Yoyogi National Gymnasium

The Tokyo Summer Olympics 1964 were a milestone for Japan and the world: for the first time, the Games were held outside the Western world. Risen from the ashes and the pariahdom of WWII, Japan had now officially been readmitted to the international stage. The Yoyogi National Gymnasium in Yoyogi Park near Shibuya was Kenzo Tange’s architectural contribution to the event. Today, the two stadiums stand out as some of Tokyo’s most famous and acclaimed buildings.


Although Japan had already joined the United Nations and the Bretton Woods institutions by 1964, none of these matched the appeal and visibility of hosting the world for the Olympic Games. An unprecedented building frenzy accompanied the run-up to the opening ceremony: train lines and roads were finished, Haneda airport extended and hotels such as the Hotel Okura opened in time for them to host foreign guests.


Construction works on the two stadiums in Yoyogi Park commenced in 1961. Kenzo Tange had by then already designed the Peace Memorial Park and its buildings in Hiroshima as well as several government offices in Tokyo and Kagawa. His buildings for the Olympics as well as St. Mary’s Cathedral (also finished in 1964) were arguably the high point of Tange’s long career.


The then biggest suspended roof structure in the world was achieved using a pair of sagging steel cables hung from two concrete columns about 120 meters apart. For many, the outcome signified the perfect synthesis between traditional and light Japanese wooden structures and the advances of modern technology; a symbol of the Japanese economic miracle unfolding at the very time the Games were held.


The theme of the Games was “Japan as a technology leader”, with Shinkansen trains and a new Japanese passenger aircraft transporting athletes and spectators to Tokyo from across the country. The events were broadcast live across the globe using satellite technology. Timing devices as well as the famous “photo finish” were first used in Tokyo in 1964 and have become indispensable since. You can read much more on the Games in this great essay here.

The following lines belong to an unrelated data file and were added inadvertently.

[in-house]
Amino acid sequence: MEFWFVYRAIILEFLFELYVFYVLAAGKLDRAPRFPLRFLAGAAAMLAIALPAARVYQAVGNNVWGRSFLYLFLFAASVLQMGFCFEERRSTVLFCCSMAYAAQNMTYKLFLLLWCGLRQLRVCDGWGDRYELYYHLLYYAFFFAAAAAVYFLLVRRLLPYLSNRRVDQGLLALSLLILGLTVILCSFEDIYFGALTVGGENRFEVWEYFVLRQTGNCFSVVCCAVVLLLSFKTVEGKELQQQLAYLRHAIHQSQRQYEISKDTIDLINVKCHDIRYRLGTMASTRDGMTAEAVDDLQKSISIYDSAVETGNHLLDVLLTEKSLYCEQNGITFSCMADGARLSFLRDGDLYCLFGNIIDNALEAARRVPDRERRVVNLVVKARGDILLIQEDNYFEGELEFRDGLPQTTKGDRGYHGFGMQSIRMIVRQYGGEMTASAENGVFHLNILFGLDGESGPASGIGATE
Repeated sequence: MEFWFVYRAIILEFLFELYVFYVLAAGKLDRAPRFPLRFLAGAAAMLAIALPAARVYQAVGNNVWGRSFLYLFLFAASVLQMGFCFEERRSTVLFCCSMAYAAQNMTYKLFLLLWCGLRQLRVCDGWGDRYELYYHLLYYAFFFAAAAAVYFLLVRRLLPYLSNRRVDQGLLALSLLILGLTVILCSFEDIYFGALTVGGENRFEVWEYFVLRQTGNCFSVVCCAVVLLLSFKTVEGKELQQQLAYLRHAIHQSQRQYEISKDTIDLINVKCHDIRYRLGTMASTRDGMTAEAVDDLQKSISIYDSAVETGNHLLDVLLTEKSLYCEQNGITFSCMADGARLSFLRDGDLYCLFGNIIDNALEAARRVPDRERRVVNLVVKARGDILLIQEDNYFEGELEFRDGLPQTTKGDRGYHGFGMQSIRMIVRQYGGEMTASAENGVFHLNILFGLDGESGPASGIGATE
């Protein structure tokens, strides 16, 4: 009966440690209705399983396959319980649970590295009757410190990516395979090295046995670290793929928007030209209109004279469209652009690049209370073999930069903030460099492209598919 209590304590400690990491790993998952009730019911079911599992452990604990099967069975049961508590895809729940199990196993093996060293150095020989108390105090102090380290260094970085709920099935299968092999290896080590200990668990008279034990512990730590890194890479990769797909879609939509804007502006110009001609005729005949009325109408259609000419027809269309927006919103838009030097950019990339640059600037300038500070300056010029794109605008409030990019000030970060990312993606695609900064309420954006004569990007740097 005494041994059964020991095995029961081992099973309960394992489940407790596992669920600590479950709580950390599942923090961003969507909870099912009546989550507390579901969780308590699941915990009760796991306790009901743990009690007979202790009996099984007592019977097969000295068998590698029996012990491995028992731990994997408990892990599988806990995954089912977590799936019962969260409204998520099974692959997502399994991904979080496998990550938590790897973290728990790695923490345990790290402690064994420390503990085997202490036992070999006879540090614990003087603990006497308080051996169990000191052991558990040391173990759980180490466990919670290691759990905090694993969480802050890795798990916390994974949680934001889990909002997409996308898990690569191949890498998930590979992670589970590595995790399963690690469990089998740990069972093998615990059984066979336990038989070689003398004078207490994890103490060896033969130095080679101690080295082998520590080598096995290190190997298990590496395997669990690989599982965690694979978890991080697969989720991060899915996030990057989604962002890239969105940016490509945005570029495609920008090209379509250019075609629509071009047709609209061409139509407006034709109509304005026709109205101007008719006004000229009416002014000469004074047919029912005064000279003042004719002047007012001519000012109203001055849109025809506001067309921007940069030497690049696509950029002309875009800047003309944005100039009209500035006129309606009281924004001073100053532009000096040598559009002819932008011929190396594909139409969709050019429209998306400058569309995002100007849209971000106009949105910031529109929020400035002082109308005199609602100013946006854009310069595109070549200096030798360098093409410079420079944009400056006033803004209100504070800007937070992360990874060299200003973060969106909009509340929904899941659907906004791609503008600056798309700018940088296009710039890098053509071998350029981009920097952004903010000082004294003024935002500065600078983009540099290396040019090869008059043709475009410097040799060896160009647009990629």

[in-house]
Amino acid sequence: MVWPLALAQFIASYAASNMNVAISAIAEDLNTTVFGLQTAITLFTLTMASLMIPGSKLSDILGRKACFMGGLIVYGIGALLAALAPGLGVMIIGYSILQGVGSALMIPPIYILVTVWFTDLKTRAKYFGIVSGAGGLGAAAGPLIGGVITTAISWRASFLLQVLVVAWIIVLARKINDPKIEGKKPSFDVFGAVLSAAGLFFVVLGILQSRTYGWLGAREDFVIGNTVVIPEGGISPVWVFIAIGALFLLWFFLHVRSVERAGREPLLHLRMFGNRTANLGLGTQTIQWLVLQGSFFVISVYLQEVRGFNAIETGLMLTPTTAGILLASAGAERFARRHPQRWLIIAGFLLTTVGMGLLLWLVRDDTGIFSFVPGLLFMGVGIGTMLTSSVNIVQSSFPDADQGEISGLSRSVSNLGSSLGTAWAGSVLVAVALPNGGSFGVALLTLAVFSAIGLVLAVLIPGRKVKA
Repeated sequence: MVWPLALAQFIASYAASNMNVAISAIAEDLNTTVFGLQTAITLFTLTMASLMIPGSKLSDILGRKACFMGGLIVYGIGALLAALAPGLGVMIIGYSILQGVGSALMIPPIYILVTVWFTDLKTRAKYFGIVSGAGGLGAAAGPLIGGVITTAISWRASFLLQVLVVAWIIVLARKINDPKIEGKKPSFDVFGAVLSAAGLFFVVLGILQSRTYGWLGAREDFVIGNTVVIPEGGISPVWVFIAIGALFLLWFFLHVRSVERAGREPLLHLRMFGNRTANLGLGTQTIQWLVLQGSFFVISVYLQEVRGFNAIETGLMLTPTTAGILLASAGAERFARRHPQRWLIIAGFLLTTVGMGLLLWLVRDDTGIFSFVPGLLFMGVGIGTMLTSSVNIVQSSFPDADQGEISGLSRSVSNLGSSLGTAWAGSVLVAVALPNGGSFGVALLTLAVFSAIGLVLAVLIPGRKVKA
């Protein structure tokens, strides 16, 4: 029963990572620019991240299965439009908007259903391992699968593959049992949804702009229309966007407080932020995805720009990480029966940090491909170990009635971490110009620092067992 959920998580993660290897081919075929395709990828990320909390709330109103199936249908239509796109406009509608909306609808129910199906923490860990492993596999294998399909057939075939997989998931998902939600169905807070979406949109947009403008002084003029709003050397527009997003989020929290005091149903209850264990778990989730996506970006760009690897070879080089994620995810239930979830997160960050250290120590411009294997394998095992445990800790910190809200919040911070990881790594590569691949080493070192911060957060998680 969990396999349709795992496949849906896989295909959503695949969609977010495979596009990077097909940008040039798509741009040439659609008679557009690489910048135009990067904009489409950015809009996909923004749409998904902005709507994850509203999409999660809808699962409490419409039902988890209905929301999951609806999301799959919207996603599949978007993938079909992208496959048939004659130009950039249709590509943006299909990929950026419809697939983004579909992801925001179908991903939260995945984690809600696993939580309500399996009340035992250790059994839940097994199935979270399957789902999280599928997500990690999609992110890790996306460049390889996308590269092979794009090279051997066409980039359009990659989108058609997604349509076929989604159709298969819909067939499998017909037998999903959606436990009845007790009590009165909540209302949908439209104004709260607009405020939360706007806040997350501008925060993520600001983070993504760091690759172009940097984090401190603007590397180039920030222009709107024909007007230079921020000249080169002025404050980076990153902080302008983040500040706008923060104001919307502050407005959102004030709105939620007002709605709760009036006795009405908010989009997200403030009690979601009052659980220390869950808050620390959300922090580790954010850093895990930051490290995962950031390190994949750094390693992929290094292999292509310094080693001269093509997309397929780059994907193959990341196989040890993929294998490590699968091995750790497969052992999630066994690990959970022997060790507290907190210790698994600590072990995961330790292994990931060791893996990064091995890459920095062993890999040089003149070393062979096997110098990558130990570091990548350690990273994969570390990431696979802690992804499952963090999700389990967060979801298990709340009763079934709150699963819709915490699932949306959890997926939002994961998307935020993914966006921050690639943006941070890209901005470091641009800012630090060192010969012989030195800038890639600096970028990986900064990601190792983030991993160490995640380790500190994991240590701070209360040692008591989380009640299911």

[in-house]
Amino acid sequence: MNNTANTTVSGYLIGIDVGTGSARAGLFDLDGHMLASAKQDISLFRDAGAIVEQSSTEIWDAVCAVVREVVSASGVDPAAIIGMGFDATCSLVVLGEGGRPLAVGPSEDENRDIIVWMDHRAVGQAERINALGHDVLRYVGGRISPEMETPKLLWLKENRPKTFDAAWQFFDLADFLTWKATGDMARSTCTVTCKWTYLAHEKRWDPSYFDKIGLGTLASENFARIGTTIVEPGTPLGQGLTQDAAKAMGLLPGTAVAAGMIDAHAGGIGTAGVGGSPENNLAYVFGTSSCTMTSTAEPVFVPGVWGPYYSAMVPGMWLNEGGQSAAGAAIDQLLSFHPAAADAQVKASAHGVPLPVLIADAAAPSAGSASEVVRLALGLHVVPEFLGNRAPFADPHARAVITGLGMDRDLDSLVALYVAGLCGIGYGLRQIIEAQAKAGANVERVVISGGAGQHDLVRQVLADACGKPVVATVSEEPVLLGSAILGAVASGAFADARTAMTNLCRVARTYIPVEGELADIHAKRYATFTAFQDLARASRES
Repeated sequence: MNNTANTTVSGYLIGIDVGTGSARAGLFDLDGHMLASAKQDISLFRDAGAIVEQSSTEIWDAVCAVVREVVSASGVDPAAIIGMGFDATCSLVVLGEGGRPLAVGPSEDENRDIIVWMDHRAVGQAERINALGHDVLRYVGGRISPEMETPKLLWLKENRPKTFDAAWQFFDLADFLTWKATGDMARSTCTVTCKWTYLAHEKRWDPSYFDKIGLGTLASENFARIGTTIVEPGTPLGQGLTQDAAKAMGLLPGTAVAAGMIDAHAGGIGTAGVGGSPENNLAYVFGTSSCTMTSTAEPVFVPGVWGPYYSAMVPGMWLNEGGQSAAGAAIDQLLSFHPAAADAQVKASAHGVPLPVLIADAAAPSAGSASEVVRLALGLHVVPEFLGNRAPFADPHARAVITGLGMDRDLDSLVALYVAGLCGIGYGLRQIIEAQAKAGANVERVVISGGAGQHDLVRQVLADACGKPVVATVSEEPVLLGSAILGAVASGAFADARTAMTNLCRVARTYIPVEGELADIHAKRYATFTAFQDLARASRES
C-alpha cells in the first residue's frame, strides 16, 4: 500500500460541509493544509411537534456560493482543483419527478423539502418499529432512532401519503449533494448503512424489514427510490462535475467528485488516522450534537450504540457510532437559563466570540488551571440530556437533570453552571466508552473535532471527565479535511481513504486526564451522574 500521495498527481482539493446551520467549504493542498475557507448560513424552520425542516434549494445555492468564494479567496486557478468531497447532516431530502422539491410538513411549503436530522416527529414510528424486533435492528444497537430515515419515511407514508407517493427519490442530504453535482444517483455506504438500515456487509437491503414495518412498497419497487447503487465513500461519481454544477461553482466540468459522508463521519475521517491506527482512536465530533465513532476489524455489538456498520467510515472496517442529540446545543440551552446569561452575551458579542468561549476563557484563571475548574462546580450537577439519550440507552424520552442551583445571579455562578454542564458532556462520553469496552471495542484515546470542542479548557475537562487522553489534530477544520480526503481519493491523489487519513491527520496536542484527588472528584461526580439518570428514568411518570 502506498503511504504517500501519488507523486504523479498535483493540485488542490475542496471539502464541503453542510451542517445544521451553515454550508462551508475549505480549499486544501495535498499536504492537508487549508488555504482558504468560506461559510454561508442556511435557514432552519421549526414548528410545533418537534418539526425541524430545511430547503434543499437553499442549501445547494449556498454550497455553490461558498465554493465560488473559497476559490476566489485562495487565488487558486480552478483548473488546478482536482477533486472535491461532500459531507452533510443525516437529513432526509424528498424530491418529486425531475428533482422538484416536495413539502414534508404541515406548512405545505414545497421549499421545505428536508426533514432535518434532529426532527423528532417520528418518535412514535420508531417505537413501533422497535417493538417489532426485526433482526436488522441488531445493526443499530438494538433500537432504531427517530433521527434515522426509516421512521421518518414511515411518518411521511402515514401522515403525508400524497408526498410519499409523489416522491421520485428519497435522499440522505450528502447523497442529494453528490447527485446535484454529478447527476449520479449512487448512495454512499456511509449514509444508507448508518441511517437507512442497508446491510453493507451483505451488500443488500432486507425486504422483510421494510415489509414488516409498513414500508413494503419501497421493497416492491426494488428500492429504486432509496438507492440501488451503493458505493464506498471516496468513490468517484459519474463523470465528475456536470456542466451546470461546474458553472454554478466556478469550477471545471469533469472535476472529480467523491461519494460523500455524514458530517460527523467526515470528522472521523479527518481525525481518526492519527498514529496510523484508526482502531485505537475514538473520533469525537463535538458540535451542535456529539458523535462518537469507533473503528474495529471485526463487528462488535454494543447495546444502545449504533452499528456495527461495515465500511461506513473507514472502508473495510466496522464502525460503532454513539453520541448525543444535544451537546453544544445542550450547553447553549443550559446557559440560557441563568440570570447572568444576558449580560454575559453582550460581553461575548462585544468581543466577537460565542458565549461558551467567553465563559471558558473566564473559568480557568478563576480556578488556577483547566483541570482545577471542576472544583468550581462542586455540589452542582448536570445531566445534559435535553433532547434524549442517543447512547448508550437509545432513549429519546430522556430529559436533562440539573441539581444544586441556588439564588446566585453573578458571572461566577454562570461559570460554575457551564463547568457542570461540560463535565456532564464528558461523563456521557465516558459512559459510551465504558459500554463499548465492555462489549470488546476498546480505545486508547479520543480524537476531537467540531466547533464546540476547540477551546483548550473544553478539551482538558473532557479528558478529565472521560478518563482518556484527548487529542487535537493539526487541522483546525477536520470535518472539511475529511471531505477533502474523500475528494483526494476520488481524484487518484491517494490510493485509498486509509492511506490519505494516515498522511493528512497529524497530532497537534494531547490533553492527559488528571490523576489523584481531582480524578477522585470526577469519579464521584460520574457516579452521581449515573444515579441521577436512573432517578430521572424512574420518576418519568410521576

The large stadium in Yoyogi Park was used as the swimming venue and seated about 15,000 spectators. The smaller structure was used for basketball and gave room for about 5,000 people. ArchDaily has more details on the building along with some great b/w model sketches and interior shots that bring across the unique structural design of the two buildings.


Tange himself lamented the lack of public infrastructure around the stadium complex according to Hiroshi Watanabe’s architecture guide. Access from central Tokyo is possible mainly across a windy pedestrian bridge from Harajuku/Meiji-Jingumae stations.


Tokyo Olympiad by Kon Ichikawa was released to critical acclaim in 1965 and is considered one of the best documentary films of all times. You can watch a bit more than the first half on Youtube or below. The film features amazing footage from the flame lighting ceremony, international delegations arriving in Tokyo as well as most of the sports competitions.

In more current developments, Tokyo has submitted its bid to host the Olympic Games in 2020. The campaign has met with some controversy as many feel Japan should focus on rebuilding the areas devastated by the 2011 tsunami. Others feel that there’s too little domestic support, too high radiation readings and the ever-looming danger of earthquakes. Lastly, growing regional tensions could cost Tokyo important votes. At any rate, we’ll find out in September this year, when the decision will be announced in Buenos Aires. Tokyo is running against Istanbul and Madrid.

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